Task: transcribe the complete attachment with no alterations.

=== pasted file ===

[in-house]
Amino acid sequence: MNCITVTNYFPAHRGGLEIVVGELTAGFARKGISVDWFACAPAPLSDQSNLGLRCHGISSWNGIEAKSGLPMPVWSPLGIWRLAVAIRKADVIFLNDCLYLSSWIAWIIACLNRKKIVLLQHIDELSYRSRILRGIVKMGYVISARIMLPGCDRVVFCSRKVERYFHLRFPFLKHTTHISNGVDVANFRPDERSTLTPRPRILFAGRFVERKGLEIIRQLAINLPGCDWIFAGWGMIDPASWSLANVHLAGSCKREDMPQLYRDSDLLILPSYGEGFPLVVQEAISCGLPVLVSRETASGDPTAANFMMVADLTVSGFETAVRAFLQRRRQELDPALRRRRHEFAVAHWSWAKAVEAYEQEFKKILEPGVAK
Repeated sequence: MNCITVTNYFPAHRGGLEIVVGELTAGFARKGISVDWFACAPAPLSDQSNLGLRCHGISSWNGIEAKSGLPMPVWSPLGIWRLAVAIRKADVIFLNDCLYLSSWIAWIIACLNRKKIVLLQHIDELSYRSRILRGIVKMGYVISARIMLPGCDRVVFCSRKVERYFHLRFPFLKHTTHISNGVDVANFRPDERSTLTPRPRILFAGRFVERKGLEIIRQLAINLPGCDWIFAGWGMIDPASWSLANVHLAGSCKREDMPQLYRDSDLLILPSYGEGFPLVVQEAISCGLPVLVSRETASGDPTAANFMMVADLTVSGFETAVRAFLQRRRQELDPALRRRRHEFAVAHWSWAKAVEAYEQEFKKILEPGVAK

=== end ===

[in-house]
Amino acid sequence: MNCITVTNYFPAHRGGLEIVVGELTAGFARKGISVDWFACAPAPLSDQSNLGLRCHGISSWNGIEAKSGLPMPVWSPLGIWRLAVAIRKADVIFLNDCLYLSSWIAWIIACLNRKKIVLLQHIDELSYRSRILRGIVKMGYVISARIMLPGCDRVVFCSRKVERYFHLRFPFLKHTTHISNGVDVANFRPDERSTLTPRPRILFAGRFVERKGLEIIRQLAINLPGCDWIFAGWGMIDPASWSLANVHLAGSCKREDMPQLYRDSDLLILPSYGEGFPLVVQEAISCGLPVLVSRETASGDPTAANFMMVADLTVSGFETAVRAFLQRRRQELDPALRRRRHEFAVAHWSWAKAVEAYEQEFKKILEPGVAK
Repeated sequence: MNCITVTNYFPAHRGGLEIVVGELTAGFARKGISVDWFACAPAPLSDQSNLGLRCHGISSWNGIEAKSGLPMPVWSPLGIWRLAVAIRKADVIFLNDCLYLSSWIAWIIACLNRKKIVLLQHIDELSYRSRILRGIVKMGYVISARIMLPGCDRVVFCSRKVERYFHLRFPFLKHTTHISNGVDVANFRPDERSTLTPRPRILFAGRFVERKGLEIIRQLAINLPGCDWIFAGWGMIDPASWSLANVHLAGSCKREDMPQLYRDSDLLILPSYGEGFPLVVQEAISCGLPVLVSRETASGDPTAANFMMVADLTVSGFETAVRAFLQRRRQELDPALRRRRHEFAVAHWSWAKAVEAYEQEFKKILEPGVAK